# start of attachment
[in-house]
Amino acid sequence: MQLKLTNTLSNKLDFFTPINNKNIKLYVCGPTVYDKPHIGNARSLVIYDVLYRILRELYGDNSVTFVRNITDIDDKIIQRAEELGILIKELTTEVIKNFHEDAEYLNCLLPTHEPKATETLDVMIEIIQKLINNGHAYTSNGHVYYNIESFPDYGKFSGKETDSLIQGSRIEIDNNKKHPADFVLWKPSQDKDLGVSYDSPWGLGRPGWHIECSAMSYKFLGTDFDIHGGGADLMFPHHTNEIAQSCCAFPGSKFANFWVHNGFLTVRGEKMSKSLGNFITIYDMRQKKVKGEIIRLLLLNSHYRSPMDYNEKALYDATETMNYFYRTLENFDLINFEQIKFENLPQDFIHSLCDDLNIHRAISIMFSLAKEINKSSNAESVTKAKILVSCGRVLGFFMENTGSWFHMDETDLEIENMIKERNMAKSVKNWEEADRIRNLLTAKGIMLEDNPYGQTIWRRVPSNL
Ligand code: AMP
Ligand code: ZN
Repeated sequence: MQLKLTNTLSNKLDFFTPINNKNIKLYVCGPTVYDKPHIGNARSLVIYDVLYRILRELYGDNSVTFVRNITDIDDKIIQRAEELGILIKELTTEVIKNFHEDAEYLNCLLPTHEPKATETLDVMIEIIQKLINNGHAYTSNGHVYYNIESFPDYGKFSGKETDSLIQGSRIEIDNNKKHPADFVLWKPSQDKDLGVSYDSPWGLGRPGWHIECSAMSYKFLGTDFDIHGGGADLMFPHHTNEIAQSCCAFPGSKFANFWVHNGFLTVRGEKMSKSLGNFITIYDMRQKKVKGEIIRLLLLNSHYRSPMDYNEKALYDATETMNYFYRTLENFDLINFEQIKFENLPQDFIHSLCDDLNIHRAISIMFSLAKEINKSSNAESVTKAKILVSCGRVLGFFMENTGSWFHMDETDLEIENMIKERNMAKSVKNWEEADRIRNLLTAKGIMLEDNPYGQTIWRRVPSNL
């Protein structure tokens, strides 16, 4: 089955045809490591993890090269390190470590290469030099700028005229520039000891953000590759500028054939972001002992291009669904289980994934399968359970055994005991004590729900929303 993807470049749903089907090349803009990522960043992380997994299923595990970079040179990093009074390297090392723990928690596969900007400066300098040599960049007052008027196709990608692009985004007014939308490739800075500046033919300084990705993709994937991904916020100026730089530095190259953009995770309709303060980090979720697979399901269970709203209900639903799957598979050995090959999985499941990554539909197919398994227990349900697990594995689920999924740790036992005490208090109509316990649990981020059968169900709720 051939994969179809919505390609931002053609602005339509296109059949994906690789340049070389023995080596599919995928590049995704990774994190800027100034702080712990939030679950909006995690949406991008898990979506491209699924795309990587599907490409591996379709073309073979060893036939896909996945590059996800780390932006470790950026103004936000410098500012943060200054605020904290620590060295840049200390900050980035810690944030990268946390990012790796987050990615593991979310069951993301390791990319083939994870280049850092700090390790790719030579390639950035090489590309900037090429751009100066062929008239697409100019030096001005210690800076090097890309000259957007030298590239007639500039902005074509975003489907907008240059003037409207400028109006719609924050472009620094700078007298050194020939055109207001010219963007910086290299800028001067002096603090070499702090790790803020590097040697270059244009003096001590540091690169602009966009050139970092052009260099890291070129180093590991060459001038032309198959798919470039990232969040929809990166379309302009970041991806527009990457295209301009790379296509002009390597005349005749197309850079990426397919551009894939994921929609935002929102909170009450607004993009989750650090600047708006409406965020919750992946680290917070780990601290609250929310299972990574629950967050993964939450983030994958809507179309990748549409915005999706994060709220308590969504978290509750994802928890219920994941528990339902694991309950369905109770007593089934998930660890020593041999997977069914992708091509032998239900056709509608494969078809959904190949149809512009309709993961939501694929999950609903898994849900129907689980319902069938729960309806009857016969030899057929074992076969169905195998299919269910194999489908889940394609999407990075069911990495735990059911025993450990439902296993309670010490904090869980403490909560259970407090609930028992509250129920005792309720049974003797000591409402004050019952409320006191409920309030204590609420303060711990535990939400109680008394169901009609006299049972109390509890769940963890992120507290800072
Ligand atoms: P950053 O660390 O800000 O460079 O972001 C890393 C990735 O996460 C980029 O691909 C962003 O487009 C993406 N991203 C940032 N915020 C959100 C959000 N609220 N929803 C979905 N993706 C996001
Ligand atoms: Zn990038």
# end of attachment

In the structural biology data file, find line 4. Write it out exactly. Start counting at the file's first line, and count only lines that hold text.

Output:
Ligand code: ZN